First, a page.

(Bloomberg) -- The world hit a transport milestone in 2017, though most people wouldn’t have noticed it at the time.
That year, consumers bought more than 85 million automobiles, a sales volume that declined in 2018, and again in 2019, and then plummeted in 2020 due to Covid-19. Meanwhile, sales of electric vehicles rose, and rose again, making EVs the auto industry’s only growth market—and meaning that we almost certainly hit peak internal combustion engine car sales four years ago.
The future looks even more electric, according to BloombergNEF’s annual Electric Vehicle Outlook. (My colleague Colin McKerracher wrote his highlights for Hyperdrive yesterday.) The report is full of bold conclusions. For one, it sees mostly electric vehicles sold by the 2030s and mostly electric vehicles on the road by the 2040s—and that’s just the business as usual scenario. In a net-zero emissions world, EVs would comprise 100% of passenger vehicle sales just 15 years from now, with all other classes of road vehicle—from two-wheelers to heavy commercial trucks—being either fully electric or fuel cell-powered by the early 2040s.
Creating this sort of scenario is important in our current moment, when more and more businesses are committing themselves to a net zero path. Also important: describing where we are right now.
Electric cars get a lot of attention, but they’re only one type of now-electrified road vehicle. Last year, EVs were more than 4% of total passenger car sales and 1% of the commercial vehicle market, at most. Meanwhile, electrics were 44% of electric two- and three-wheeler sales, and 39% of bus sales. As efficient as modern car factories are, they won’t be able to keep pace with an e-scooter factory targeting 10 million units a year.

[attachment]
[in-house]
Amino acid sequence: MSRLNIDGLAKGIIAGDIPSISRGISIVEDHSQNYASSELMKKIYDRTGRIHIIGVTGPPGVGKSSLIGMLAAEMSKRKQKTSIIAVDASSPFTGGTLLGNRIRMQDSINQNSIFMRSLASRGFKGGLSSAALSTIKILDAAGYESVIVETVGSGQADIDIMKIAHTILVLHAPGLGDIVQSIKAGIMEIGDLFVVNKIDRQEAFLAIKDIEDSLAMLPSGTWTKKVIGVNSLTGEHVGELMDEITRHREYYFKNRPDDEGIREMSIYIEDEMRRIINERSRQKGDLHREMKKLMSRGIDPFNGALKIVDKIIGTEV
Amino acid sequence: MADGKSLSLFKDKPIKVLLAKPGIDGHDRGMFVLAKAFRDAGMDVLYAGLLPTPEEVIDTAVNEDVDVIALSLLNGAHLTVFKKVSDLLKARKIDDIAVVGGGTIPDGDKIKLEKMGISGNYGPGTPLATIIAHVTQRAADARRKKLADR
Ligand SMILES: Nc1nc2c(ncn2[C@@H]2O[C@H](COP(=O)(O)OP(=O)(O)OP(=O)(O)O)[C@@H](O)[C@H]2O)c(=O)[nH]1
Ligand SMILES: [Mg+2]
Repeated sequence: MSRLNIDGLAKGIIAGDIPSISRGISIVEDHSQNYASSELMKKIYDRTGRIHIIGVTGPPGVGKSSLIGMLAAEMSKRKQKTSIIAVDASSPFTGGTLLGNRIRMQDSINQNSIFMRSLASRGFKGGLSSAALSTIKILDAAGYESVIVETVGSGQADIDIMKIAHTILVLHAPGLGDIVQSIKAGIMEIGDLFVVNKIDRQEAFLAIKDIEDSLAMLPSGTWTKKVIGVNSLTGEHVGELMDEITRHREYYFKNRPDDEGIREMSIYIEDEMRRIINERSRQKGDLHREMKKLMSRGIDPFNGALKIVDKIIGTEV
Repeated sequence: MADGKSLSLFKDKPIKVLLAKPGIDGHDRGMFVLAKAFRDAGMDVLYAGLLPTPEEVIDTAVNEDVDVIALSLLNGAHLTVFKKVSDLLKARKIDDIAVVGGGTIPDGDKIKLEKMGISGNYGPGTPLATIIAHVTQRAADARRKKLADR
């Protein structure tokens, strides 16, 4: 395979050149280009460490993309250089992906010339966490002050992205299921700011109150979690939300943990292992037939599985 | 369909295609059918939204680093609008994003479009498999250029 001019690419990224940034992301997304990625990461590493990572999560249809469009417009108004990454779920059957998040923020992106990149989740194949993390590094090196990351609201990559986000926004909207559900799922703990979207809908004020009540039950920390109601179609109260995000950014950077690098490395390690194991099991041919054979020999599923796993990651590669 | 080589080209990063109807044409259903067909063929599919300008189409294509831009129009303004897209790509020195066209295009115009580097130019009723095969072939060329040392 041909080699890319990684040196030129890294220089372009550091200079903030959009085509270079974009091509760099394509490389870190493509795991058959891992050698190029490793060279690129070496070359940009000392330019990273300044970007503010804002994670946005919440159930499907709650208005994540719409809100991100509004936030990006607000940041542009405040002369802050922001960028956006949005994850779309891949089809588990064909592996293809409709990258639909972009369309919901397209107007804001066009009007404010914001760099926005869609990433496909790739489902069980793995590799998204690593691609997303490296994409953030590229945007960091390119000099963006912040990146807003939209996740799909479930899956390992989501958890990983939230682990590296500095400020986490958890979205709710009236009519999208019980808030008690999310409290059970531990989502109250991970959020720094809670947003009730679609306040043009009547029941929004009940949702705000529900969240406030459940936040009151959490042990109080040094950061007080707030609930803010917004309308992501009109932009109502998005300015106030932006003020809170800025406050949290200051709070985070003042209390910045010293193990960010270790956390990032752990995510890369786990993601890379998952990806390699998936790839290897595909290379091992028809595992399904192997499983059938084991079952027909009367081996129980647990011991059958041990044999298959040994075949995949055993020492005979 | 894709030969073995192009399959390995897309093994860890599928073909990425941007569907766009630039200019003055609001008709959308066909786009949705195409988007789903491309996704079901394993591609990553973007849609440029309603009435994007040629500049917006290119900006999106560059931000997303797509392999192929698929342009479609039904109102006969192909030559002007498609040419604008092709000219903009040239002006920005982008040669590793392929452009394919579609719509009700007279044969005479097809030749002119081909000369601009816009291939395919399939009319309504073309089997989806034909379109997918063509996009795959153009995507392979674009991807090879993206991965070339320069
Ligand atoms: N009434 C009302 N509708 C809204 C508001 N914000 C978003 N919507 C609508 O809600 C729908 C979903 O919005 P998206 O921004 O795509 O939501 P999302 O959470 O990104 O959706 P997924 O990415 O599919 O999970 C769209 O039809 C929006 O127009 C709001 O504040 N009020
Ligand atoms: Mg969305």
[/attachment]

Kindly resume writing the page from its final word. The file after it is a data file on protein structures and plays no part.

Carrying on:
Passenger cars have a long way to go to catch up. That said, I don’t want to minimize the rate of change so far. Total new car sales value last year exceeded $2 trillion, even with a massive overall sales drop-off. EVs are already a $100 billion-plus annual business, with a striking growth rate.
In 2011, EVs were 0.1% of total passenger car sales, but BNEF thinks they could be 10% of sales by 2023, a 100-fold increase in a little over a dozen years. I’m fond of thinking of fast-growing markets in exponential, not linear terms, and once EVs pass 10% of sales, they’re in the last exponent of the passenger car market. At that point they’re playing not for a slice of the market, but for all of it.
It’s worth thinking about the coming growth in passenger car EVs from a company’s perspective. A raft of new models are coming, many from century-old automakers. Some of them are old branding on new vehicle types, such as Ford Motor Co’s Mustang Mach-E, which is already being manufactured more than its combustion engine sports coupe namesake.
But more of the incipient EVs are comparable to existing internal combustion models. I’m thinking in particular of the best-selling vehicle in the U.S. for the past four decades, the F-150, and its electrified doppelgänger, the F-150 Lightning. Once it hits the market next spring, a few things could happen: it could eat into regular F-150 sales; it could eat into other manufacturers’ full-size truck sales; or it could absorb sales from other vehicle classes—say, SUVs.
We already have data on how one company’s comparable models with different powertrains might evolve on the sales front: Porsche. Porsche doesn’t have many models—most have been sold for years or decades—therefore its new introductions are potentially in competition with its existing offerings. Porsche sells two internal combustion SUV models (one of which is available as a hybrid), and now two sedans: the combustion (and hybrid) Panamera, and the all-electric Taycan.
The Taycan was 7% of Porsche’s North America quarterly sedan sales when it was introduced. Two quarters later, it was just under half. In the first quarter of 2021, six quarters after it was introduced, the Taycan was 82% of sedan sales, even as the total sedan market has grown.
Porsche has managed to grow its sedan market with a new model, but the competition between its incumbent and its new entrant is also crystal clear. The electric Taycan could push its combustion-engine sibling to the brink—too small a market to be worth a model refresh. It’s a competition, in miniature, that the global auto market will soon face across the board. All of its growth is electric, and at a certain point, that growth comes at the expense of combustion engine sales.
Nathaniel Bullard is BloombergNEF's Chief Content Officer.
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